But what if we judge him by the lengthy record of his actual political career, in historical perspective? What if this hero of liberals was, in fact, the opposite of a liberal?
As Ira Stoll convincingly argues, by the standards of both his time and our own, John F. Kennedy was a conservative. His two great causes were anticommunism and economic growth. His tax cuts, which spurred one of the greatest economic booms in our history, were fiercely opposed by his more liberal advisers. He fought against unions. He pushed for free trade and a strong dollar. And above all, he pushed for a military buildup and an aggressive anticommunism around the world. Indeed, JFK had more in common with Ronald Reagan than with LBJ.
Not every Republican is a true heir to Kennedy, but hardly any Democrats deserve that mantle. JFK, Conservative is sure to appeal to conservative readers — and will force liberals to reconsider one of their icons.
They were the most prominent American family ofand#160;the twentieth century. The daughter they secreted away made all the difference.
Joe and Rose Kennedyandrsquo;s strikingly beautiful daughter Rosemary attended exclusive schools, was presented as a debutante to the Queen of England, and traveled the world with her high-spirited sisters. And yet, Rosemary was intellectually disabled andmdash; a secret fiercely guarded by her powerful and glamorous family.and#160;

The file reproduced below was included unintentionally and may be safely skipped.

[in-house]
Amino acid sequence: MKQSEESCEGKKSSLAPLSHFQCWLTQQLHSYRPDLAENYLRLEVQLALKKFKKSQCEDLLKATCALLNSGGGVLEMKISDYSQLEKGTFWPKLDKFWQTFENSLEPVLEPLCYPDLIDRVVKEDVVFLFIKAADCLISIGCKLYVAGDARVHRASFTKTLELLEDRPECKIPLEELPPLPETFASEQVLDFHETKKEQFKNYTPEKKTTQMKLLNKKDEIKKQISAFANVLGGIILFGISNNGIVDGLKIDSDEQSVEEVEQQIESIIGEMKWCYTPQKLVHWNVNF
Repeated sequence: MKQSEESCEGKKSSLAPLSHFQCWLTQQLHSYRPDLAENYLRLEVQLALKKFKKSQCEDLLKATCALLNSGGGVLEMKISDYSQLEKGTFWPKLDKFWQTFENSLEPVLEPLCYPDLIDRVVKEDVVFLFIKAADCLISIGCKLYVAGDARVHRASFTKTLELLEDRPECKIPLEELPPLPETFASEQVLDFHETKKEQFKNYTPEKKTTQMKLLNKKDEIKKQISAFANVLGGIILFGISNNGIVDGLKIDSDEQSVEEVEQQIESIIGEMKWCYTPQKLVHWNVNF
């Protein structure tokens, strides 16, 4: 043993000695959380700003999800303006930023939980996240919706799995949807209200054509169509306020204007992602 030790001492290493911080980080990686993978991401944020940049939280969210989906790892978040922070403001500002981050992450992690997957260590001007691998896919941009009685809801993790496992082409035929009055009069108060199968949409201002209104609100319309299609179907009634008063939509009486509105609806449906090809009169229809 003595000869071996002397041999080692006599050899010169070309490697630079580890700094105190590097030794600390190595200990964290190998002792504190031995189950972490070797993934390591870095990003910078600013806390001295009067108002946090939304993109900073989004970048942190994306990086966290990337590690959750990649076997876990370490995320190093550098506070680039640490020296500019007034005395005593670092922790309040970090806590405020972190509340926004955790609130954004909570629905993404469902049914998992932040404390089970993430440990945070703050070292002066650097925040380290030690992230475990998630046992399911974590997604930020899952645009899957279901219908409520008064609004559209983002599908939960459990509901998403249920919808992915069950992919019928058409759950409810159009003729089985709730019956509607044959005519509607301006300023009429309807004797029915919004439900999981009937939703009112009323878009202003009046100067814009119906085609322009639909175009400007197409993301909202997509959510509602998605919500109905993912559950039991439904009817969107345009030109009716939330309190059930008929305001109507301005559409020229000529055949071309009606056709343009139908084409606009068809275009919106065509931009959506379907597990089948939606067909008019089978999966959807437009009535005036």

Major new sources andmdash; Rose Kennedyandrsquo;s diaries and correspondence, school and doctorsand#39; letters, and exclusive family interviews andmdash; bring Rosemary alive as a girl adored but left far behind by her competitive siblings. Kate Larson reveals both the sensitive care Rose and Joe gave to Rosemary and then andmdash; as the familyandrsquo;s standing reached an apex andmdash; the often desperate and duplicitous arrangements the Kennedys made to keep her away from home as she became increasingly intractable in her early twenties. Finally, Larson illuminates Joeandrsquo;s decision to have Rosemary lobotomized at age twenty-three, and the familyand#39;s complicity in keeping the secret.and#160;
Rosemary delivers a profoundly moving coda: JFK visited Rosemary for the first time while campaigning in the Midwest; she had been living isolated in a Wisconsin institution for nearly twenty years. Only then did the siblings understand what had happened to Rosemary and bring her home for loving family visits. It was a reckoning that inspired them to direct attention to the plight of the disabled, transforming the lives of millions.
About the Author
Mimi Alford lives in western Massachusetts with her husband, Dick. Together they have seven grandchildren. This is her first book.
Table of Contents
1. PT 109 9
2. Congressman 17
3. Senator Kennedy 38
4. Presidential Campaign 53
5. Transition and Inauguration 80
6. The New Frontier: Domestic Policy 94
7. Tax Cutter 122
8. The Cold War and the Freedom Doctrine 140
9. The Death of a President 181
10. Passing the Torch 197